This Dutch Video About America's "Nonsensical Rifle Addiction" Hits The Nail On The Head
The American gun control debate has stretched beyond the country's borders, with comedians from the Netherlands adding to the debate. A video produced for a comedian's show there has gone viral, and could actually provide some good arguments for the conversation here at home. Arjen Lubach created an NRA — "Nonsensical Rifle Addiction" — PSA that explains exactly how ludicrous the country's gun laws seem to people overseas.
At times, the jokes may come off as a bit crass for an America audience, especially so soon after a massacre as was just seen in Vegas. But the point, that American gun culture is a sickness, is something that many can relate to. The video's voiceover starts with statistics: that 24,000 Americans will be injured and 11,000 killed this year, with 40 deaths every day from gun shot wounds. This is all "because of a terrible epidemic, Nonsensical Rifle Addiction." Then he goes on to explain:
Next cue some of the more insensitive jokes. "Often patients use silencers to hide their condition," the voiceover continues, for example. But parts of it are all too true. "People who suffer from NRA all have a big impact on their environment. Family, classmates, and random strangers struggle with fatigue, anxiety, the feeling of getting shot in the face," the video continues.
Then comes the best argument of the video — at least one made by someone from a country with stricter gun laws. "Scientists still can't explain why, but while it's spreading like wildfire throughout the United States, NRA seems unable to cross the ocean, or the Canadian border," the video continues.
That's one big point that even those who prefer foreigners not involve themselves in our gun debate must see, that in other Western countries, the number of gun deaths is far lower. The Netherlands has just two exceptions to a blanket ban on gun ownership, according to the Dutch radio station RNW. "Dutch gun laws are actually quite strict. Gun ownership is seen not as a right, but a privilege, with hunting and target shooting the only two legitimate reasons for owning a gun," RNW explains. There are just under four guns per 100 people compared with nearly 89 in the United States.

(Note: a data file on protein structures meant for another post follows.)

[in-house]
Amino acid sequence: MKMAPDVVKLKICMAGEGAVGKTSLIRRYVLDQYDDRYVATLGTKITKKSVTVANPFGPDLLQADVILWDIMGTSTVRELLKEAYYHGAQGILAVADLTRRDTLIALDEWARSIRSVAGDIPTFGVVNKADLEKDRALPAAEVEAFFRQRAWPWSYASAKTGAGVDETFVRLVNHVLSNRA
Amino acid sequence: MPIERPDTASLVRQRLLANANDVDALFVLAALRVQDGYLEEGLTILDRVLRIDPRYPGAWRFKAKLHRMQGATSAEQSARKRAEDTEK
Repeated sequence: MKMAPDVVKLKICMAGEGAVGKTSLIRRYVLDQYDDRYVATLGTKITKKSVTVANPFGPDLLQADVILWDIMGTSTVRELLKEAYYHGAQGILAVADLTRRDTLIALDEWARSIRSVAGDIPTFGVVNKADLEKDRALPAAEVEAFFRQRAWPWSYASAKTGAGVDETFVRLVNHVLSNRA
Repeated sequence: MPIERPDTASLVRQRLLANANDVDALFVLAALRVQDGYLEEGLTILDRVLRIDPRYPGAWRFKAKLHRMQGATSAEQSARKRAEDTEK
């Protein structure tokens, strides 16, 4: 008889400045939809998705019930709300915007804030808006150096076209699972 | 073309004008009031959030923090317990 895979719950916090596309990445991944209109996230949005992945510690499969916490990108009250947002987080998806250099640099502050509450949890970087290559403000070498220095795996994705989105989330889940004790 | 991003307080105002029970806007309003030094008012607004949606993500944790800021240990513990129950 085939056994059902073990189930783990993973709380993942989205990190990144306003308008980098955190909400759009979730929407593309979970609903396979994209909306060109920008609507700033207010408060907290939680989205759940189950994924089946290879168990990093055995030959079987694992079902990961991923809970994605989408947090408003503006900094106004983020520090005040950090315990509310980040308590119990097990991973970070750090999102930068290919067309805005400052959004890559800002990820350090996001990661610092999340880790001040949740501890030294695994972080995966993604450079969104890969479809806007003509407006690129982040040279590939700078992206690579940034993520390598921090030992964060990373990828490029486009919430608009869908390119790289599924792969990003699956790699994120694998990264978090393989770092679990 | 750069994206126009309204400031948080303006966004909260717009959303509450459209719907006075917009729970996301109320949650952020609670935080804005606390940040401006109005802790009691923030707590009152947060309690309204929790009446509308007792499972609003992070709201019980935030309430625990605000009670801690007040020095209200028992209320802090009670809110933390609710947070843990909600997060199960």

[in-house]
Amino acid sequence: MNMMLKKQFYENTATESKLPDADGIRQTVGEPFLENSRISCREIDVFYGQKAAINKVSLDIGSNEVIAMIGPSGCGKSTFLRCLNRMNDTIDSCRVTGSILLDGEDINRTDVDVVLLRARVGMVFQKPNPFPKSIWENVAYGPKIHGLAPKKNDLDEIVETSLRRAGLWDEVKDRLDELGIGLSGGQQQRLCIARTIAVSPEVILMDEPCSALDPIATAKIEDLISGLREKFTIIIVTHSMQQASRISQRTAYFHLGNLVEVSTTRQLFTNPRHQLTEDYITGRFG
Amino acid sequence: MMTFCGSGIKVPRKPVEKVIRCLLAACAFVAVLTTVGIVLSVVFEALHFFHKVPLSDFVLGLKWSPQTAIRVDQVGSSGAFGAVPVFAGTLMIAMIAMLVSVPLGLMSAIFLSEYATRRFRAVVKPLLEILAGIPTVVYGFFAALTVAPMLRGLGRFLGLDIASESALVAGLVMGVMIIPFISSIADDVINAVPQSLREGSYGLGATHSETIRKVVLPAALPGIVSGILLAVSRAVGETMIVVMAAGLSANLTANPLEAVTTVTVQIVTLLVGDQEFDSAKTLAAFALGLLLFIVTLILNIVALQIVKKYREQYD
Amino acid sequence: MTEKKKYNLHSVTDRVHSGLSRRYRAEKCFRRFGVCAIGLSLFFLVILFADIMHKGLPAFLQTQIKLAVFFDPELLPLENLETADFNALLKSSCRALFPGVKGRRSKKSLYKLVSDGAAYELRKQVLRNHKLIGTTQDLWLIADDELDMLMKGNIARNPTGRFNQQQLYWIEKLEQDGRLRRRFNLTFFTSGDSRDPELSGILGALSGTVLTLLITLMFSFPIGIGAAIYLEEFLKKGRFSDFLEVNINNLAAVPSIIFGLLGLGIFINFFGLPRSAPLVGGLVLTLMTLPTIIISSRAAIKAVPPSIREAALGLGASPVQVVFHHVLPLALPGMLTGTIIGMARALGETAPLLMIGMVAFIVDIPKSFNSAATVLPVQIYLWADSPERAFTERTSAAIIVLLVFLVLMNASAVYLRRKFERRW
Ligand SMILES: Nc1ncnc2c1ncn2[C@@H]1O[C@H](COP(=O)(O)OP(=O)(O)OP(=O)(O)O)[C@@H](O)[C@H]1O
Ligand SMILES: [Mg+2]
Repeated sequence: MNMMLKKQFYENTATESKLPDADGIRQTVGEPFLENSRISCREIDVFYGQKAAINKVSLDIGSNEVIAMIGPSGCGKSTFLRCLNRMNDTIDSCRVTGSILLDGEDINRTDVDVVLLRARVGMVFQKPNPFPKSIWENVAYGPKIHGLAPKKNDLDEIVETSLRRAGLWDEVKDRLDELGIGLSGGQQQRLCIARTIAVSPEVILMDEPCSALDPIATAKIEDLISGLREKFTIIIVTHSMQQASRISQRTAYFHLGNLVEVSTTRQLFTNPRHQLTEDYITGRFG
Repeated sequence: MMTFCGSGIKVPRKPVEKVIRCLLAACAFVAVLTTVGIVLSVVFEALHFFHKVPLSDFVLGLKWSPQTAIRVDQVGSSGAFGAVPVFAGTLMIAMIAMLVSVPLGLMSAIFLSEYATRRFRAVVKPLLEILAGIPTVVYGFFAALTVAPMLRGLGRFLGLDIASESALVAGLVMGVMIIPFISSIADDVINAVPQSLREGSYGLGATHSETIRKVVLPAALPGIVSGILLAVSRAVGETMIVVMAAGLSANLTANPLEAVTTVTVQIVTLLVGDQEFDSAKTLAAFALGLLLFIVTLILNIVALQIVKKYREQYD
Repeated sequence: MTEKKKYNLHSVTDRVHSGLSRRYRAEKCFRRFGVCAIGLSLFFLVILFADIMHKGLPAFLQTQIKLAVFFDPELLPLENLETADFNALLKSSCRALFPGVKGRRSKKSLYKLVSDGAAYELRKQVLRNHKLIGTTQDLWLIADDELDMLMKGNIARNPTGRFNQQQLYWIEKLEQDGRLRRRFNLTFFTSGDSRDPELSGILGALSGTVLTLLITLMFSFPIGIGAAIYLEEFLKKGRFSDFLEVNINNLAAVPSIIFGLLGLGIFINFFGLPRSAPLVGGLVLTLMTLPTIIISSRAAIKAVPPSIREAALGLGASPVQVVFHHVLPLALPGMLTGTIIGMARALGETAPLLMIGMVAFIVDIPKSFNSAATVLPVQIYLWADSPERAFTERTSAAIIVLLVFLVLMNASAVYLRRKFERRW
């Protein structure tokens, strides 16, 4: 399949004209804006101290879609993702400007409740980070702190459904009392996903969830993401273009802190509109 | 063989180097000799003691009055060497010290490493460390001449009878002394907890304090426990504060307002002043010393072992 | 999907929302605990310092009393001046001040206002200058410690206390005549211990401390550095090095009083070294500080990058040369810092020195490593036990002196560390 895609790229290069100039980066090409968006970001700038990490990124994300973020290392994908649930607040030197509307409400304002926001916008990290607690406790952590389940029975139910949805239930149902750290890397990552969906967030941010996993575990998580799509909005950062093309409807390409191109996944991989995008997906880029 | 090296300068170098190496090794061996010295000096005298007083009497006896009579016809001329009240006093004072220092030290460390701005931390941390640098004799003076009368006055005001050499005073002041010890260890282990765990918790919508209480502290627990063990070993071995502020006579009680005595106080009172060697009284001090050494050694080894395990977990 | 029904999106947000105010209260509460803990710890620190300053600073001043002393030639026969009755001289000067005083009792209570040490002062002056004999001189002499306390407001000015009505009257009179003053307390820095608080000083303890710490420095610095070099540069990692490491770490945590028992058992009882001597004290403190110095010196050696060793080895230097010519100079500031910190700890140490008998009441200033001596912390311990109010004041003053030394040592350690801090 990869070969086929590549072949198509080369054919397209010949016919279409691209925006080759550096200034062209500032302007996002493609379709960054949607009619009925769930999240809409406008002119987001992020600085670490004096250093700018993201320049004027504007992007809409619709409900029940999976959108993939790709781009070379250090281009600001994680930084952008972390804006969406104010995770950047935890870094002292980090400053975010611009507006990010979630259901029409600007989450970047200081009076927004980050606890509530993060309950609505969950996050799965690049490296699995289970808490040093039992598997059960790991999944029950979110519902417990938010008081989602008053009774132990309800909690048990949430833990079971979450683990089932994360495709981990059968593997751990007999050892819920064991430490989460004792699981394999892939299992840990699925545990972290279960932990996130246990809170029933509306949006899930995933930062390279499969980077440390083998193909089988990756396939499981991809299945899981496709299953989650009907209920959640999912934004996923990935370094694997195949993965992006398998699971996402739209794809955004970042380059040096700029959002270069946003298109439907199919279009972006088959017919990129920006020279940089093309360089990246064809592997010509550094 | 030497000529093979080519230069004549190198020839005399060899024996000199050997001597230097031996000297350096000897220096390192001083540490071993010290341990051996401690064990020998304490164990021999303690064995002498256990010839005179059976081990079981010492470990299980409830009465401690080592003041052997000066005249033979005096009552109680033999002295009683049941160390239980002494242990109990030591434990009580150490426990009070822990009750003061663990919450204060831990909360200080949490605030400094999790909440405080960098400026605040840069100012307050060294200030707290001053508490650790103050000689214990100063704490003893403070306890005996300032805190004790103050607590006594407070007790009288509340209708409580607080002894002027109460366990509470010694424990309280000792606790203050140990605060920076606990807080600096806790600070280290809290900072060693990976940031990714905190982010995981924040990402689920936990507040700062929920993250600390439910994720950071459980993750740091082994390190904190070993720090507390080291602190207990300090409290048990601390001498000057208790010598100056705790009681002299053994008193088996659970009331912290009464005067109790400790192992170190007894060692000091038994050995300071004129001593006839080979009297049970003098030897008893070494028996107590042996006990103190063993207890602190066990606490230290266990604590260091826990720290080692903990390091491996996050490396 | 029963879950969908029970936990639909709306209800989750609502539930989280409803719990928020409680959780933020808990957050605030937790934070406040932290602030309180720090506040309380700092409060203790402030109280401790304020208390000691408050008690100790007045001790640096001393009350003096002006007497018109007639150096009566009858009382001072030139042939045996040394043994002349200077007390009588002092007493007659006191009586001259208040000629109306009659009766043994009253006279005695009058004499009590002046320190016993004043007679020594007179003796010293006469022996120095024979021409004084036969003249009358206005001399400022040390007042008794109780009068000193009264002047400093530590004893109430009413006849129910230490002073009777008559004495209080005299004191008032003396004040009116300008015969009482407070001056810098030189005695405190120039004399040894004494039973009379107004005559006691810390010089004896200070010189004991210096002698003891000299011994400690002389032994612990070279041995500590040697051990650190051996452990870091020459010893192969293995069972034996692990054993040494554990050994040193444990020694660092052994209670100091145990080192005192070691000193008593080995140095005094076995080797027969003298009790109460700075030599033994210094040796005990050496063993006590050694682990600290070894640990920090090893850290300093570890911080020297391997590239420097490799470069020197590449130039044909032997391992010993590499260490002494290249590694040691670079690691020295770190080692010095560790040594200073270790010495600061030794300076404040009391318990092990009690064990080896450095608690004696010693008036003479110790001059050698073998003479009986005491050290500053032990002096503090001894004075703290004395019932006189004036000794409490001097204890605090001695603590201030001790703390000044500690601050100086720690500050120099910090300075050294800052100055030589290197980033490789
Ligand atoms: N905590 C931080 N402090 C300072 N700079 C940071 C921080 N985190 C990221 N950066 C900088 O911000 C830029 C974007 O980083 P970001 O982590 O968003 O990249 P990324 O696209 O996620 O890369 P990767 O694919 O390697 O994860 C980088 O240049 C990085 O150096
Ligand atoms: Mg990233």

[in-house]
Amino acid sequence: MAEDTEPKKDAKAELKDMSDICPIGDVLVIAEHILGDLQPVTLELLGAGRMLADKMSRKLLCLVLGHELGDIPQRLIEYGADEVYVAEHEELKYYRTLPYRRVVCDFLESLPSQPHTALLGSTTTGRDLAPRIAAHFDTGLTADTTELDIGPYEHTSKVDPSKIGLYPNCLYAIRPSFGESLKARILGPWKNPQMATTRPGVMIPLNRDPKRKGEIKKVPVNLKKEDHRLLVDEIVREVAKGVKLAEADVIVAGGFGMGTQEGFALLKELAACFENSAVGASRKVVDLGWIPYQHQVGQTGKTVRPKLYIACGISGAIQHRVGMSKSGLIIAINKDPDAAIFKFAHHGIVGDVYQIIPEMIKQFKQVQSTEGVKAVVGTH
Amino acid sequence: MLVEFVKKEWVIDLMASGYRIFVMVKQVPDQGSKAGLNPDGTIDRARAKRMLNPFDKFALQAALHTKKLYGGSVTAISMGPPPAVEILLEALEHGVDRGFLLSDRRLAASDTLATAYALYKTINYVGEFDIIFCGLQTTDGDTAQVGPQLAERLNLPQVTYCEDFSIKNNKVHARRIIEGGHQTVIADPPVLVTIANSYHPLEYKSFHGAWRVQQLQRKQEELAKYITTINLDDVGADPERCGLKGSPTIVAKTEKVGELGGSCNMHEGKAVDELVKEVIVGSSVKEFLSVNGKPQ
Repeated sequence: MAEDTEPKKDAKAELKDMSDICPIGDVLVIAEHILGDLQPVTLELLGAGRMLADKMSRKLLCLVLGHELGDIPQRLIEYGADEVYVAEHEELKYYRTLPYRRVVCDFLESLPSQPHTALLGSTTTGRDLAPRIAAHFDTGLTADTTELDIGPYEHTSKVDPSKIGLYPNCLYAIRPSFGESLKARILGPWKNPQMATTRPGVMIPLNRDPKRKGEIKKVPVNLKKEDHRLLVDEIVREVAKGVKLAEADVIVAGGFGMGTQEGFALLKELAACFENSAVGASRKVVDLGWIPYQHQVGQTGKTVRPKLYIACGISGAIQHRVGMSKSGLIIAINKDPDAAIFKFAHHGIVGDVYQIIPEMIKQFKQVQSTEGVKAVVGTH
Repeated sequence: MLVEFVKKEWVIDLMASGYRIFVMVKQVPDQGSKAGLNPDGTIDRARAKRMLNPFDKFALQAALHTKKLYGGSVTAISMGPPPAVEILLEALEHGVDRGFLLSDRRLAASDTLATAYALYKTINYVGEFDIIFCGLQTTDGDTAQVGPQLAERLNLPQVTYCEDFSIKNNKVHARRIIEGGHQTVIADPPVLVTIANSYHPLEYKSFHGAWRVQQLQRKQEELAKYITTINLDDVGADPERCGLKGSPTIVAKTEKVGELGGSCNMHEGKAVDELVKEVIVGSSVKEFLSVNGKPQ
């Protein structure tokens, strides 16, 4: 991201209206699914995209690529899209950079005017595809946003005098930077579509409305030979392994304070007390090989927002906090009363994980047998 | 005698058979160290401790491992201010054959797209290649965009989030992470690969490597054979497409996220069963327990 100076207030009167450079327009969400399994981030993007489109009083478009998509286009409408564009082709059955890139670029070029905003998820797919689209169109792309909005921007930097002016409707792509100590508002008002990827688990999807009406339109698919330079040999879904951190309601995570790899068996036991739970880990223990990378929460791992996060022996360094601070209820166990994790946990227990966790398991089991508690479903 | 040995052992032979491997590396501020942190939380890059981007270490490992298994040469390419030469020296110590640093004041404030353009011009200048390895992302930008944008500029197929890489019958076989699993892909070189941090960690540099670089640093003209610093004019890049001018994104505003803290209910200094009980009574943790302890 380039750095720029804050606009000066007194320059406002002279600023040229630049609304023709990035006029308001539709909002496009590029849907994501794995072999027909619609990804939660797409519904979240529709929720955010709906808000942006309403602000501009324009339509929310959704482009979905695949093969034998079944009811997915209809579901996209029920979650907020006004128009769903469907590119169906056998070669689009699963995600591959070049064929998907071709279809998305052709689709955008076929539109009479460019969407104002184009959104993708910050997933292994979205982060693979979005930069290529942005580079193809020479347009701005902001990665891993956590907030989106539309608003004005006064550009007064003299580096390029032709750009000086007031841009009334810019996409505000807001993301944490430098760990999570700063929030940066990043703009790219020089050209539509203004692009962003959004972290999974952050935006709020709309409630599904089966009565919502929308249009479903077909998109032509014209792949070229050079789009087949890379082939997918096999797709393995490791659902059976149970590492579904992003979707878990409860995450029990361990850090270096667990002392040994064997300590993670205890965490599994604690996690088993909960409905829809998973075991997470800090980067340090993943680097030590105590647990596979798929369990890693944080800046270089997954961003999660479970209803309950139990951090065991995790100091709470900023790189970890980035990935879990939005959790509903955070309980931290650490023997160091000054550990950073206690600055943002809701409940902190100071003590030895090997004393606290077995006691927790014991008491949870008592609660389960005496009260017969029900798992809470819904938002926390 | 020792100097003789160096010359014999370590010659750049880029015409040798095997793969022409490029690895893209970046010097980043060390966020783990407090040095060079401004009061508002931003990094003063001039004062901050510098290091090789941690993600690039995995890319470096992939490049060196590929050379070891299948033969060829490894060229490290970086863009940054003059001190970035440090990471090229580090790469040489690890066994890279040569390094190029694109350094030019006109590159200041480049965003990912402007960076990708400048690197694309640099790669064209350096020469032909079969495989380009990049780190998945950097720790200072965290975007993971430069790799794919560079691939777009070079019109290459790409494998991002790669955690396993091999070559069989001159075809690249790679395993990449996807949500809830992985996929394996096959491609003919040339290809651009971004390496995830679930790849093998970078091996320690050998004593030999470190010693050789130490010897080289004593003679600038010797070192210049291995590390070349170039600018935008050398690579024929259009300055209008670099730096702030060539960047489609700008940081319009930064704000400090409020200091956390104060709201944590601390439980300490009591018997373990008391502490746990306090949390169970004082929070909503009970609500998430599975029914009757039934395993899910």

That results in just .33 firearm deaths per 100,000 people, compared with 2.97 in the United States. That's a big difference, so something clearly must be working. Meanwhile in the United States, the real NRA, the National Rifle Association, has been trying to respond with their best interests in mind.
After the Las Vegas shooting, the NRA sounded open to exploring regulations on bump stocks, the mechanisms that allowed for semi-automatic weapons to be turned into what is essentially an automatic weapon. The gunman in Vegas used the device to fire so many rounds into the crowd at once. "The NRA believes that devices designed to allow semi-automatic rifles to function like fully-automatic rifles should be subject to additional regulations," they said in a statement.
But the NRA is still not looking for anything to be passed quickly, and an outright ban they won't support. Chris Cox, the NRA's head lobbyist, said as much on Fox News Sunday. "We don't believe that bans have ever worked on anything. What we have said has been very clear — that if something transfers a semiautomatic to function like a fully automatic, then it ought to be regulated differently," he said.
With that kind of attitude, Nonsensical Rifle Addiction looks like it's here to stay.